Erityisesti Rory Kinnear saa ylistystä! Vai mitä sanotte tästä TimeOutin kritiikistä:
...but balding, babyfaced Rory Kinnear is apparently too normal-looking for the stardom that his talents surely deserve. Which is alright by me: every time he appears on stage is a bonus, and the NT’s much anticipated ‘Othello’ is no exception.
But it is Kinnear as Othello’s nemesis Iago who steals the show in Hytner’s modern dress military production, where most of the action takes place in the middle of the night, under disorientating arc lights or inside the sterile pre-fab army command buildings of Vicki Mortimer’s set.
"Mitä, minäkö?" ihmettelee Jago
Iago is often regarded as Shakespeare’s greatest villain, a trusted subordinate of Othello’s who wrecks his general’s life and marriage because he's been passed over for promotion. Usually he’s portrayed as unhinged; but Kinnear presents a far more unnerving interpretation.
His Iago is a blokey everyman whose demolition of his boss’s psyche via a drip feed of lies and innuendo seems to be more a response to the exaggerated tensions and chronic boredom of life in the field than any real psychosis. He is, in a very real sense, a workplace bully. The most chilling thing about his wisecracking, estuary-accented villain is how ordinary he is: at the play’s climax, there is a terrifying look of incomprehension on Kinnear’s face, as if he cannot fathom the devastation he has wrought, or what he got out of it.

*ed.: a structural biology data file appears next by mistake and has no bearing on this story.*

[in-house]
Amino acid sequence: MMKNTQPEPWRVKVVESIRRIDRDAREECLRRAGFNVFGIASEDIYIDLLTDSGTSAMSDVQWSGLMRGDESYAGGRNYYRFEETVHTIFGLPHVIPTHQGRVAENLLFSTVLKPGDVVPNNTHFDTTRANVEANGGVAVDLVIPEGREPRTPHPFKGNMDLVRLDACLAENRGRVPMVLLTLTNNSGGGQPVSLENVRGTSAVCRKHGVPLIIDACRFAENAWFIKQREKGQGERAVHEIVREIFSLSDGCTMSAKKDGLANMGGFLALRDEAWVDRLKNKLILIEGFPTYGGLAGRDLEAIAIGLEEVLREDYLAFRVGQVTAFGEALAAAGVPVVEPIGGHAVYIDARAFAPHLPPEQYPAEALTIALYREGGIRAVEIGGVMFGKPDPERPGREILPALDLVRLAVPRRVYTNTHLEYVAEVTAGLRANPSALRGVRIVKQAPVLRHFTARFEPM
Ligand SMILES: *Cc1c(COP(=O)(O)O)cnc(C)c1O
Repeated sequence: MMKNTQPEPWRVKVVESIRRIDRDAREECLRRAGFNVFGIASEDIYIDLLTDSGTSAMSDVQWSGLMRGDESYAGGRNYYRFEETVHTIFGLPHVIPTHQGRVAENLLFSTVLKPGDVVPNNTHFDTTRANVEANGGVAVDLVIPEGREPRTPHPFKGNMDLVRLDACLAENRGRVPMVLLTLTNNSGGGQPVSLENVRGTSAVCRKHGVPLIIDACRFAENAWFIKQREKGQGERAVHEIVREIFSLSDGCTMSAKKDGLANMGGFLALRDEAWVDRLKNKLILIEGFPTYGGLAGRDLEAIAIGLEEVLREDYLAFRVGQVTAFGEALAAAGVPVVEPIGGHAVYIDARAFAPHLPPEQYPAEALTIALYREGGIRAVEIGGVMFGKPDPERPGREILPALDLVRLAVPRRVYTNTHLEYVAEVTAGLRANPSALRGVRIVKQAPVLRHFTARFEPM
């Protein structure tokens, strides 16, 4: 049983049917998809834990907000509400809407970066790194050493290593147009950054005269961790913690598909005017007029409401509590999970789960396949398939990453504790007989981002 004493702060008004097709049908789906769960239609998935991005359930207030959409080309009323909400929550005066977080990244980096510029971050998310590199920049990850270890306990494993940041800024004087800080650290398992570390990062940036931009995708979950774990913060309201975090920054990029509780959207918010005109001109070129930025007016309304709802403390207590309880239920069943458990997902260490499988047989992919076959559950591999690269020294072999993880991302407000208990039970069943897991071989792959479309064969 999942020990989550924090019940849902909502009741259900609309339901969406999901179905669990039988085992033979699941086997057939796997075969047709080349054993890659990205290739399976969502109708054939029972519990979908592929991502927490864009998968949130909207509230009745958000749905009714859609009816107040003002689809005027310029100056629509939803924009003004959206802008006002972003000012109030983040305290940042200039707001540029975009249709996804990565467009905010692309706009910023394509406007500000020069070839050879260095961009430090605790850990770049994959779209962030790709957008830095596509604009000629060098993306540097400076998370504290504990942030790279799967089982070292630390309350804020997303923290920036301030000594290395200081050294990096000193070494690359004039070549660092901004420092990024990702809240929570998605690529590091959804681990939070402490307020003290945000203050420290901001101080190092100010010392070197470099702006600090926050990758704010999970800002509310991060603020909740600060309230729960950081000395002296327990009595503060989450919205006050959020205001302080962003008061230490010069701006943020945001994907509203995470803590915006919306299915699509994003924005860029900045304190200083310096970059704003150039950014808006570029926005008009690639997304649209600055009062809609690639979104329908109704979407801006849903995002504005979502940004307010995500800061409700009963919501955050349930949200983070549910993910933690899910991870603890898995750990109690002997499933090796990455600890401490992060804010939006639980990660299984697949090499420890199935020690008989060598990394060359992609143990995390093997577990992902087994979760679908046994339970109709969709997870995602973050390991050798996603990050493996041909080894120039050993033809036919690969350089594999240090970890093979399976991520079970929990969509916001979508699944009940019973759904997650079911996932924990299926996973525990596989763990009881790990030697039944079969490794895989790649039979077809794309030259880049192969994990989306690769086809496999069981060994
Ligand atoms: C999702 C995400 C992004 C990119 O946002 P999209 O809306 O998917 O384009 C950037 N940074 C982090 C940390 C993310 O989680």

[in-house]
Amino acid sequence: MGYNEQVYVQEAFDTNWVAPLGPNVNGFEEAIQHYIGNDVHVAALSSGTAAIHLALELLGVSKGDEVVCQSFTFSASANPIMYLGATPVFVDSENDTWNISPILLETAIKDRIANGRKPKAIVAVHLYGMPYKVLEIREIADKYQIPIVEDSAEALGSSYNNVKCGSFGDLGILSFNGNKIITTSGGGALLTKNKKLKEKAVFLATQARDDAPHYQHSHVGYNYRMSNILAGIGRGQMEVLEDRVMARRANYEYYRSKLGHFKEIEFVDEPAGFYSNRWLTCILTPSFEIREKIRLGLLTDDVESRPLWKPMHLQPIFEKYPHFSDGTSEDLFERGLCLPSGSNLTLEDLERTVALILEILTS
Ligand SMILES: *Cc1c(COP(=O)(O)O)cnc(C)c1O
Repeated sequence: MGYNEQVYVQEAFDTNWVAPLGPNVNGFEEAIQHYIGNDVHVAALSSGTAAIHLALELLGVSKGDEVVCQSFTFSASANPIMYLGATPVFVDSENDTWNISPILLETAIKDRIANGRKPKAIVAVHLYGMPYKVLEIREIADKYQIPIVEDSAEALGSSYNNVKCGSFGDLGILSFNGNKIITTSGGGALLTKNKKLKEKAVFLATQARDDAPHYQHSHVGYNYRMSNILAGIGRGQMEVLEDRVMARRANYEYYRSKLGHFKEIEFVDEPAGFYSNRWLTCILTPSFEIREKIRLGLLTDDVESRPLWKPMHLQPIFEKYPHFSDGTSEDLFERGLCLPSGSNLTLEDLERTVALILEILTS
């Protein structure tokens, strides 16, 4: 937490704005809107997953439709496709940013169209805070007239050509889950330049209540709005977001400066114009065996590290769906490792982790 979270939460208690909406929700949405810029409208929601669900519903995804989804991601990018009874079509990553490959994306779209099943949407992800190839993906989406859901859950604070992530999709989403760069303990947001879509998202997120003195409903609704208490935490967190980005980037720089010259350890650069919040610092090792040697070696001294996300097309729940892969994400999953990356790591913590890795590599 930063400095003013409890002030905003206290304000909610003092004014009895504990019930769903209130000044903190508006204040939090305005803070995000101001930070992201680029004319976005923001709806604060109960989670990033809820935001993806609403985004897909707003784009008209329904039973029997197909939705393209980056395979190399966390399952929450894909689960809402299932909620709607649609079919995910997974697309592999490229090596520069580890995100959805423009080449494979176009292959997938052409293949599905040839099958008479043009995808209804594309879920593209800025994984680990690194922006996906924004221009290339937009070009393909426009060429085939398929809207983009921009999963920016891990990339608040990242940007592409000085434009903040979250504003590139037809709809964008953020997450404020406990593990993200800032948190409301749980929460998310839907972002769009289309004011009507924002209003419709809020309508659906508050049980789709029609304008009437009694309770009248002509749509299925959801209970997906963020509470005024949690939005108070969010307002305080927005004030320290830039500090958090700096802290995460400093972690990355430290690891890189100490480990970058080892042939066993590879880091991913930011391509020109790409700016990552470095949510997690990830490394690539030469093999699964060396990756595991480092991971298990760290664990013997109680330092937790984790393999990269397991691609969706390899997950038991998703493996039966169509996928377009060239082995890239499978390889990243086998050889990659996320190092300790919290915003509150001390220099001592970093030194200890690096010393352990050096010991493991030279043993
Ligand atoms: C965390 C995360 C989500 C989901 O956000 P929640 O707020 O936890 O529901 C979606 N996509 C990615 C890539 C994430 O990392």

Ja kyllä the Guardian kehui kanssa:
It has happened before, with Ian McKellen and Antony Sher: once you place Iago in a sharply defined military context you make him the play's pivot. And Rory Kinnear here gives a stunning study of a sociopath whose destructive tendencies have hitherto been held in check only by soldierly discipline.
It's a performance full of revealing moments: the sudden false smile Kinnear flashes at a colleague to check his inner rage, and the spontaneous flush of anger when Cassio patronisingly says to Desdemona: "You may relish him more in the soldier than in the scholar". But Kinnear gives us more than the outwardly blunt, inwardly resentful NCO: this Iago burns with a contempt for the human race and for the beauty in other men's lives, which he knows he can never possess.